Reports on the ground from our team and local authorities have seen a series of new eruptions at one of Sumatra’s active volcanoes. Having recorded numerous expulsions of dust and smoke since September 2013, Mount Sinabung’s region has been declared a no travel zone within a 7-kilometer radius from its crater.

According to local experts, the chances of seeing increased activity, resulting in seeing hot clouds and possible lava flowing along its slopes, are possible yet have not been confirmed yet. Direct communication between Asian Trails Indonesia, its suppliers and the authorities on spot have confirmed that there isn’t any structural damage in the vicinity or any of its visitors or residents have sustained injury from the increased activity. Visits to the various tourism sites and accommodation providers have reported that things are running normal and no travel warning have been released with the exception of the 7-kilometer perimeter.

One of the main destinations – Berastagi, the starting point for tours to Medan and Lake Toba – states that none of their operations are affected by Mount Sinabung’s increased rumbling. This popular town lies around 22 kilometers away from the crater.


Padang Bay Harbor Tax revoked by Balinese Authorities

Dear friends and business partners

Following petitions and concerns about the recently-imposed Padang Bay Harbor tax for guests, traveling from Bali to one of the surrounding islands, Asian Trails Indonesia is pleased to announce that local authorities have cancelled the taxation of visitors traveling to the Gili Islands, Lombok or Nusa Lembongan with immediate effect.

Our statement from earlier this month therefore will be officially recalled by our office, affirming that any customer departing from Padang Bay will no longer be levied this tax. We regret any inconvenience caused in this change of regulation on such a short notice after it initially was instilled.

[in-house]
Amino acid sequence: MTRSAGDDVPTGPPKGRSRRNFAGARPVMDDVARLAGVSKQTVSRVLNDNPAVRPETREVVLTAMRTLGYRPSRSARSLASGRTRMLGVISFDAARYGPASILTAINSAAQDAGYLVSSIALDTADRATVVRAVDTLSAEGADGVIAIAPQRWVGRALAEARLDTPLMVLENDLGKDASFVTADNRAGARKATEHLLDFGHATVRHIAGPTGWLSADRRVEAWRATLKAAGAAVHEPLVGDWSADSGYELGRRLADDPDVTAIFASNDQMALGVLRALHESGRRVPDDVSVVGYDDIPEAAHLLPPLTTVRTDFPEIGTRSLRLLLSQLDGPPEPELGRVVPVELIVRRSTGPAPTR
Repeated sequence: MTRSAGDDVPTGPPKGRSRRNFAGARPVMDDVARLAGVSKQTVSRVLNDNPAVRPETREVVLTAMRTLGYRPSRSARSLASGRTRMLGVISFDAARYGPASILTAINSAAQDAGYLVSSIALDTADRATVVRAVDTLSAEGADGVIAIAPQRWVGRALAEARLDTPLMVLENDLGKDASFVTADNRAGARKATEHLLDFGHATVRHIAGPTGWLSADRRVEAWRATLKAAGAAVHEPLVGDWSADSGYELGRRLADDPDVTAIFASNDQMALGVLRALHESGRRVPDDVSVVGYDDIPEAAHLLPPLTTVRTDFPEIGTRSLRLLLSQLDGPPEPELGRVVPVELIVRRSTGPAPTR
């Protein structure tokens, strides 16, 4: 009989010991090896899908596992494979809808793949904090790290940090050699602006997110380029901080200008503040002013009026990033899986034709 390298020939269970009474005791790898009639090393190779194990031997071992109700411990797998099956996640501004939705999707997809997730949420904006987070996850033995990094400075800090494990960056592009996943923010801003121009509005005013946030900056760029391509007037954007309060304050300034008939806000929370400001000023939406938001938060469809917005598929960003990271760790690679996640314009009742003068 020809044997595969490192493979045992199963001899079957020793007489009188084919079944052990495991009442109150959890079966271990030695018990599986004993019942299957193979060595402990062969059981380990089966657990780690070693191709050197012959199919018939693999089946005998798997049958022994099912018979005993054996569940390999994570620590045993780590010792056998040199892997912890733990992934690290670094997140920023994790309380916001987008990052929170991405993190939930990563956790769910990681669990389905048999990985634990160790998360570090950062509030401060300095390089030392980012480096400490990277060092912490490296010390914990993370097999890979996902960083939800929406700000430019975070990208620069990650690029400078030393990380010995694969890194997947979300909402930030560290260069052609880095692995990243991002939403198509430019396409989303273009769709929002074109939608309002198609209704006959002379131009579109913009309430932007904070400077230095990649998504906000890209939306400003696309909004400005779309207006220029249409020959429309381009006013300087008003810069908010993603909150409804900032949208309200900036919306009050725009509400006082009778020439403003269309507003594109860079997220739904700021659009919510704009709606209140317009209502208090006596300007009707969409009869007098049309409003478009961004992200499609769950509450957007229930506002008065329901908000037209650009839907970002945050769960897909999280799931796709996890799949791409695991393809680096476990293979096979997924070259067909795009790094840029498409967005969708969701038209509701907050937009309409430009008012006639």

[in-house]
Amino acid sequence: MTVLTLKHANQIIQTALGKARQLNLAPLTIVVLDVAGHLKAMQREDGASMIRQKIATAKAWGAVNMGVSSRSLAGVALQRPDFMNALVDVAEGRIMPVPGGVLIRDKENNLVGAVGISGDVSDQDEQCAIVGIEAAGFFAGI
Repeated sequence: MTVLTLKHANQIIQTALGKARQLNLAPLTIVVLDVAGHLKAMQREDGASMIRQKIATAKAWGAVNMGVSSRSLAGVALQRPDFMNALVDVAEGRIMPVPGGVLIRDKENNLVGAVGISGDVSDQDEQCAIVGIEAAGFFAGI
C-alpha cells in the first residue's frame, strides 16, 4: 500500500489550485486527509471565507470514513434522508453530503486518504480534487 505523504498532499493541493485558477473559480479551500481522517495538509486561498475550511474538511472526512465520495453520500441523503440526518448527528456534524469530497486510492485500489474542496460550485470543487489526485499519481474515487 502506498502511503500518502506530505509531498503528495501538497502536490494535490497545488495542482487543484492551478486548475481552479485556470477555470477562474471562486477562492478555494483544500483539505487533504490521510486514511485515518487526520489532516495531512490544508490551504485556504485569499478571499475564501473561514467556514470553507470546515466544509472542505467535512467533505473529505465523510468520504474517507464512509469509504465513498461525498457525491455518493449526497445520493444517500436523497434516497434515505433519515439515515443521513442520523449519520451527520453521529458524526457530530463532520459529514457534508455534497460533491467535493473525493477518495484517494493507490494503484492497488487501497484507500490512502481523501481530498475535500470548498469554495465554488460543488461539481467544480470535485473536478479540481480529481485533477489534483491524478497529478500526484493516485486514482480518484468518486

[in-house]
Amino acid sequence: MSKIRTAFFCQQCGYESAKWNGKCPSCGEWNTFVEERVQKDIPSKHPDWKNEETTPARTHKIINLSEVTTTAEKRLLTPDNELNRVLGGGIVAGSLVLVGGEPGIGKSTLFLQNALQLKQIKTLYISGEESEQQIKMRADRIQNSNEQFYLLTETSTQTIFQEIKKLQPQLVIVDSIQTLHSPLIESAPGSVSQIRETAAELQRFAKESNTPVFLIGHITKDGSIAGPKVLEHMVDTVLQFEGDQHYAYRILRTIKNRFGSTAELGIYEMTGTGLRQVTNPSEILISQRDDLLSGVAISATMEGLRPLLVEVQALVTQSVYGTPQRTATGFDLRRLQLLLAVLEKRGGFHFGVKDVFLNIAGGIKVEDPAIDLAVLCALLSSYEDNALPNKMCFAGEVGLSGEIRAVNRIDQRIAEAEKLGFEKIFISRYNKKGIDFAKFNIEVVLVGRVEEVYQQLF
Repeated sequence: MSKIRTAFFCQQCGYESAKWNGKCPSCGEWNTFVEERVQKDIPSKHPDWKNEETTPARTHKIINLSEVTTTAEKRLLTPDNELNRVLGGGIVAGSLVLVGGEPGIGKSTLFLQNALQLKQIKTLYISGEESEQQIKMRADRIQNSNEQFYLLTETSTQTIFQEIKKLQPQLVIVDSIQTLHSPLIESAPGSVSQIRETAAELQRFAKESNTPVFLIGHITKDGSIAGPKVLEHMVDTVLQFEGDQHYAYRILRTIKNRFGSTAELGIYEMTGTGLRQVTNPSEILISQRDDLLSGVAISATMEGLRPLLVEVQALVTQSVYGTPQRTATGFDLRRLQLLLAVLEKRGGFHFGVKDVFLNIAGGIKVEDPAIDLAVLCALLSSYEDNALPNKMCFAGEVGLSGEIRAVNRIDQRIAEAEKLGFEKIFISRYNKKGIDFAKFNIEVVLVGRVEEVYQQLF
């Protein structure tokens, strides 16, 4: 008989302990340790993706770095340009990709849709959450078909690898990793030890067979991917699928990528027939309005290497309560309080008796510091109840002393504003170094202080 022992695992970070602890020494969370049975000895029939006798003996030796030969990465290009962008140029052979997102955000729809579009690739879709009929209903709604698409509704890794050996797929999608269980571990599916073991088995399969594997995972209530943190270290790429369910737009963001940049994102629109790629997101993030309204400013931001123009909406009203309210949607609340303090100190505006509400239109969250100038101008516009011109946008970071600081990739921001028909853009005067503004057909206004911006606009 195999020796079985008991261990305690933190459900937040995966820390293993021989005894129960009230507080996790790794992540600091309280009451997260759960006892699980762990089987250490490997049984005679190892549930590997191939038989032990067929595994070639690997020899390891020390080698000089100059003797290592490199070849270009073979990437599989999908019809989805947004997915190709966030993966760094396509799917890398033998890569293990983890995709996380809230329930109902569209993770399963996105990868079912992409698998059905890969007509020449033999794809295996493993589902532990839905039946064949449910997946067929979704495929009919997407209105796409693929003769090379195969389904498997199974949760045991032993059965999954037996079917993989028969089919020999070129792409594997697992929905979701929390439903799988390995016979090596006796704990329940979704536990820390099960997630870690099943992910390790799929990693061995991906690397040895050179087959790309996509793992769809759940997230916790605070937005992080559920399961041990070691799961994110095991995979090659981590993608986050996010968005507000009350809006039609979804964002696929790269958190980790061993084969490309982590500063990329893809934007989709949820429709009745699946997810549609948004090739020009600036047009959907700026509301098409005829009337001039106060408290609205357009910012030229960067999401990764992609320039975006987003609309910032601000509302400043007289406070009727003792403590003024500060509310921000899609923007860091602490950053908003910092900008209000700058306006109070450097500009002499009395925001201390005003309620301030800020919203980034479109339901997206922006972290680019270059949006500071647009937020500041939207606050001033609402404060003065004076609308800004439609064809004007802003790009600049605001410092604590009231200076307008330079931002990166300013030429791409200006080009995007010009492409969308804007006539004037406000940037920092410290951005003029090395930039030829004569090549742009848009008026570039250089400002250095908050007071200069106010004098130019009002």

We remain at your disposal for any questions you may have and thank you for your understanding and collaboration. For inquiries, please contact our reservation team via or contact your customer service representative in Asian Trails Indonesia.

With kind regards,

Asian Trails Indonesia


Iconic Ho Chi Minh City Landmark undergoing Extensive Renovations

Dear friends and business partners

For a period of approximately 3 years, the iconic Notre Dame Cathedral in the heart of Ho Chi Minh City will be closed for the public. Local officials have given the green light to commence with a renovation plan after reports from local and international experts showed the necessity of rejuvenating this popular sight in the former capital.

During this period, Asian Trails Vietnam has received a statement that visits inside the Cathedral are no longer possible during this period. The team behind is massive project expects to complete all work done by June 2020.  City officials have erected barrier around the cathedral and traffic around this holy site has been restricted. Catholics who would like to attend Mass here will be able to enter the cathedral via the main entrance only.

The Notre Dame Cathedral, dating back to the late nineteenth century, was built in the Neo-Romanesque style, with two square towers tipped with iron spires. Vietnamese Catholics, tourists and foreigners regularly visited the cathedral for Sunday Mass at 9:30AM, with one of the highest attendance rates worldwide. The Notre Dame Cathedral is the only place offering an English mass in Ho Chi Minh City.

Asian Trails Vietnam will offer alternative sightseeing, where possible, during this period and will inform partners about possible changes in itineraries. For any questions related to this message, feel free to contact Asian Trails via or email your customer service representative in our head office.

With kind regards

Asian Trails Vietnam


Hotel Tax implementation in Malaysia still Raising Questions

Dear friends and business partners